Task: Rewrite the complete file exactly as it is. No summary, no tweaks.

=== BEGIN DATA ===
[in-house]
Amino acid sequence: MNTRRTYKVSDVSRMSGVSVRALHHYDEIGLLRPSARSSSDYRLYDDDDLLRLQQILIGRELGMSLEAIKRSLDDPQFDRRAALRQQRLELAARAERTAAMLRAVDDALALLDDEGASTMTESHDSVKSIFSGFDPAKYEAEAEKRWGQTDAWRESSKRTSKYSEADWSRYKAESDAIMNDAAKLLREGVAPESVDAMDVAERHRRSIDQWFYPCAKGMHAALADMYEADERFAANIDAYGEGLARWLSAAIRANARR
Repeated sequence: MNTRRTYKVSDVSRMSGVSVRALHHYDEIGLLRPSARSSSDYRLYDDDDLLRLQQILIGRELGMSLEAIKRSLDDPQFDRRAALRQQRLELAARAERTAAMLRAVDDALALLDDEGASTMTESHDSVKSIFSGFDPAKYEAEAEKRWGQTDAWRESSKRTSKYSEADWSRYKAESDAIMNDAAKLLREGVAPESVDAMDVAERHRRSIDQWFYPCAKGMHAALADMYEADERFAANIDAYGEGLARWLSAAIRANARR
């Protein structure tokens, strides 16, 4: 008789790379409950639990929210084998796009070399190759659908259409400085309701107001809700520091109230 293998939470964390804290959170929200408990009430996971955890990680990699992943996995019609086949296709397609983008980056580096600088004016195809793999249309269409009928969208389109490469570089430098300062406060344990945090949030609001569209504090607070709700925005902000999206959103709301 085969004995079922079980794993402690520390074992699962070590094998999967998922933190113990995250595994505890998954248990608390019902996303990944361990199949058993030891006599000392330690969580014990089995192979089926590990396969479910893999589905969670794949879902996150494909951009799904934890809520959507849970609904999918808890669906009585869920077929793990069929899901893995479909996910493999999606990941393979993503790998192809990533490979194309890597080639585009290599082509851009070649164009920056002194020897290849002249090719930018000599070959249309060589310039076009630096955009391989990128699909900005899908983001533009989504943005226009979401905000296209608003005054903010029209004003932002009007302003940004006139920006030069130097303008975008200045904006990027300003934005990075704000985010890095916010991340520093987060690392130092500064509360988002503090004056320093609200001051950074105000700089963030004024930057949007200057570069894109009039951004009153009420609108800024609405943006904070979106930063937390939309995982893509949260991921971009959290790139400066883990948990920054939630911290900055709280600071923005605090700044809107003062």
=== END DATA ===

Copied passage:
[in-house]
Amino acid sequence: MNTRRTYKVSDVSRMSGVSVRALHHYDEIGLLRPSARSSSDYRLYDDDDLLRLQQILIGRELGMSLEAIKRSLDDPQFDRRAALRQQRLELAARAERTAAMLRAVDDALALLDDEGASTMTESHDSVKSIFSGFDPAKYEAEAEKRWGQTDAWRESSKRTSKYSEADWSRYKAESDAIMNDAAKLLREGVAPESVDAMDVAERHRRSIDQWFYPCAKGMHAALADMYEADERFAANIDAYGEGLARWLSAAIRANARR
Repeated sequence: MNTRRTYKVSDVSRMSGVSVRALHHYDEIGLLRPSARSSSDYRLYDDDDLLRLQQILIGRELGMSLEAIKRSLDDPQFDRRAALRQQRLELAARAERTAAMLRAVDDALALLDDEGASTMTESHDSVKSIFSGFDPAKYEAEAEKRWGQTDAWRESSKRTSKYSEADWSRYKAESDAIMNDAAKLLREGVAPESVDAMDVAERHRRSIDQWFYPCAKGMHAALADMYEADERFAANIDAYGEGLARWLSAAIRANARR
């Protein structure tokens, strides 16, 4: 008789790379409950639990929210084998796009070399190759659908259409400085309701107001809700520091109230 293998939470964390804290959170929200408990009430996971955890990680990699992943996995019609086949296709397609983008980056580096600088004016195809793999249309269409009928969208389109490469570089430098300062406060344990945090949030609001569209504090607070709700925005902000999206959103709301 085969004995079922079980794993402690520390074992699962070590094998999967998922933190113990995250595994505890998954248990608390019902996303990944361990199949058993030891006599000392330690969580014990089995192979089926590990396969479910893999589905969670794949879902996150494909951009799904934890809520959507849970609904999918808890669906009585869920077929793990069929899901893995479909996910493999999606990941393979993503790998192809990533490979194309890597080639585009290599082509851009070649164009920056002194020897290849002249090719930018000599070959249309060589310039076009630096955009391989990128699909900005899908983001533009989504943005226009979401905000296209608003005054903010029209004003932002009007302003940004006139920006030069130097303008975008200045904006990027300003934005990075704000985010890095916010991340520093987060690392130092500064509360988002503090004056320093609200001051950074105000700089963030004024930057949007200057570069894109009039951004009153009420609108800024609405943006904070979106930063937390939309995982893509949260991921971009959290790139400066883990948990920054939630911290900055709280600071923005605090700044809107003062």